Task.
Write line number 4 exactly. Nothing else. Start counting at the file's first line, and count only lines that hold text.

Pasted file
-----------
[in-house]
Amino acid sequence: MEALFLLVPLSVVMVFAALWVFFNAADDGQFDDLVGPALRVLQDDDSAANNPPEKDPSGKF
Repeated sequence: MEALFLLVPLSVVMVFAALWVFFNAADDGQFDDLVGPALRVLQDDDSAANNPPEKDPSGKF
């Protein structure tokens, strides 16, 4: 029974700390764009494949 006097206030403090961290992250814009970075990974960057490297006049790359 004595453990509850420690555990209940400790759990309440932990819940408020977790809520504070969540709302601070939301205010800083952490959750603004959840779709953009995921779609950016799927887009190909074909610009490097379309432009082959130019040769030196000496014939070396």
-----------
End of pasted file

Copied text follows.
């Protein structure tokens, strides 16, 4: 029974700390764009494949 006097206030403090961290992250814009970075990974960057490297006049790359 004595453990509850420690555990209940400790759990309440932990819940408020977790809520504070969540709302601070939301205010800083952490959750603004959840779709953009995921779609950016799927887009190909074909610009490097379309432009082959130019040769030196000496014939070396």